Sir Terry Leahy has announced he is to resign as CEO of Tesco. Leahy, who started his Tesco career as a part-time shelf stacker 40 years ago, will leave the world's third-largest retailer in March, aged 55, after a 14-year stint at the top. Another Liverpudlian and erstwhile shelf stacker, Philip Clarke, currently head of Tesco's international operations, will replace him. Clarke is only the sixth boss in the company's 80-year history.
What the commentators said
Leahy "has presided over one of the great British corporate success stories", said Edward Hadas on Breakingviews. Revenues and pre-tax profits have grown at an 11% annual rate during his tenure. In 1997, Tesco earned £750m from sales of £15bn; last year it made £3.4bn from £63bn of sales. Leahy has extended the Tesco brand "from one that sells bread and baked beans into one capable of selling practically any goods and service in just about any country in the world", said Clive Black of Shore Capital.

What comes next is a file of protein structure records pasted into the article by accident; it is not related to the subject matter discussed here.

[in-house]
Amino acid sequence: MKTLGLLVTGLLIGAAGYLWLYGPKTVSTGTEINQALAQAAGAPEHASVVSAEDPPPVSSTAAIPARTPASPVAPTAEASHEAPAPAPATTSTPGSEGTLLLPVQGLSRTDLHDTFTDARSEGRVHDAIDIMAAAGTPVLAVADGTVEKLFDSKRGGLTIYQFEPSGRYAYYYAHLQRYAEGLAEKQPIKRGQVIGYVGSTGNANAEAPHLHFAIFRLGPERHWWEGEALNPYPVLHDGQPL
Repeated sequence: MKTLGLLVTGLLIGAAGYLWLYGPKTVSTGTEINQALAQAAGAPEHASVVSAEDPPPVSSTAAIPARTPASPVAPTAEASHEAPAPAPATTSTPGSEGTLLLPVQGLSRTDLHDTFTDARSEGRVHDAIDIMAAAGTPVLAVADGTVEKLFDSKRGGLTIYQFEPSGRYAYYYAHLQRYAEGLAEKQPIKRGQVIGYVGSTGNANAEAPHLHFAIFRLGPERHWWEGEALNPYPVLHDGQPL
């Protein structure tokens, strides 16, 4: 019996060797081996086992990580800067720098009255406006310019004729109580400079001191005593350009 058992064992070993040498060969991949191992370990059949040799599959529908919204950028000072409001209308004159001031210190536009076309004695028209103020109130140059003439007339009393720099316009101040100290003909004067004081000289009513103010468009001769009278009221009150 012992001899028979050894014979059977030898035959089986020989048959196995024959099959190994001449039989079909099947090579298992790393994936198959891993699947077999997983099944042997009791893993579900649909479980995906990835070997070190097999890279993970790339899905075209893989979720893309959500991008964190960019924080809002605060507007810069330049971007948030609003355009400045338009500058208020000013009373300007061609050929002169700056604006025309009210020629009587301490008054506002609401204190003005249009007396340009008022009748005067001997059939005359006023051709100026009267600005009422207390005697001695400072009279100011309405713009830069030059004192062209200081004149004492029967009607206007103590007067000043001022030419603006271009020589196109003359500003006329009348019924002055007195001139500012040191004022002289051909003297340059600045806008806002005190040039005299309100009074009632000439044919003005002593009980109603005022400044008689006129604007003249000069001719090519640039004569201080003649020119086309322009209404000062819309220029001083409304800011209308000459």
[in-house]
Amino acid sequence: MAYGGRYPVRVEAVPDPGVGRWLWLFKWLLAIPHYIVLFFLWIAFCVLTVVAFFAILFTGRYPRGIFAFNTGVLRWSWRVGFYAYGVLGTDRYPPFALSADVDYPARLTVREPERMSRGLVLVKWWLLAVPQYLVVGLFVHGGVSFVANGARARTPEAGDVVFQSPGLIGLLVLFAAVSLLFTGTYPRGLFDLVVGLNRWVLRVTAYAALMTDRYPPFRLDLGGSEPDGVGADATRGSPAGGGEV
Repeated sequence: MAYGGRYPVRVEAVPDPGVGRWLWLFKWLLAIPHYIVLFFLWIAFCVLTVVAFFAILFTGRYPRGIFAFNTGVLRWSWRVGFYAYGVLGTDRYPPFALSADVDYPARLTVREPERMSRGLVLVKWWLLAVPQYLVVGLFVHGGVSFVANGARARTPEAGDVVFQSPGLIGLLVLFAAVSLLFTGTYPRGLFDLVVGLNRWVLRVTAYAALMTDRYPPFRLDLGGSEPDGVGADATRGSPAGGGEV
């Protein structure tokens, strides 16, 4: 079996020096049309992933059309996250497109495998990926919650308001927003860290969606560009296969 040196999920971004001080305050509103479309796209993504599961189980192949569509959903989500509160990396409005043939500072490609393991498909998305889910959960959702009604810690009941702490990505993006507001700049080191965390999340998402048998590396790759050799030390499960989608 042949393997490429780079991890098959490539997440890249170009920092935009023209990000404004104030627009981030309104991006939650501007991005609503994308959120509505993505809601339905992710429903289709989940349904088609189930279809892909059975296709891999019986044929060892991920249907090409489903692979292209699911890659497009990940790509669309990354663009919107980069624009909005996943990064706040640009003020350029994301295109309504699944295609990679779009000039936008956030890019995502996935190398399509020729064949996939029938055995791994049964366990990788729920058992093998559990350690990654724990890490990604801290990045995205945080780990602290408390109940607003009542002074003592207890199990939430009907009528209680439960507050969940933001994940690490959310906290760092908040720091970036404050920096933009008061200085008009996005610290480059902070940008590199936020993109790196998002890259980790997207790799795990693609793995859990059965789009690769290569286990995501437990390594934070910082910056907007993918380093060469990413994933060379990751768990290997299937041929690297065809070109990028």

Tesco's success is based on "a mix of innovation and far-sightedness", said the FT. The Clubcard loyalty programme, a concept pioneered by Leahy, tapped a "deep well of information about customers' shopping habits" and has been adopted by other retailers. Tesco also began to plot its gradual overseas expansion long before it was reaching saturation point in the UK (the process began in 1998), becoming "international in a business that is notoriously local". By bowing out "at the top of his game", he again demonstrated sound judgment, said Tracy Corrigan in The Daily Telegraph. Few CEOs, especially retailers, know when to call it a day. His caution, attention to detail and love of the business are "depressingly rare" traits in CEOs.
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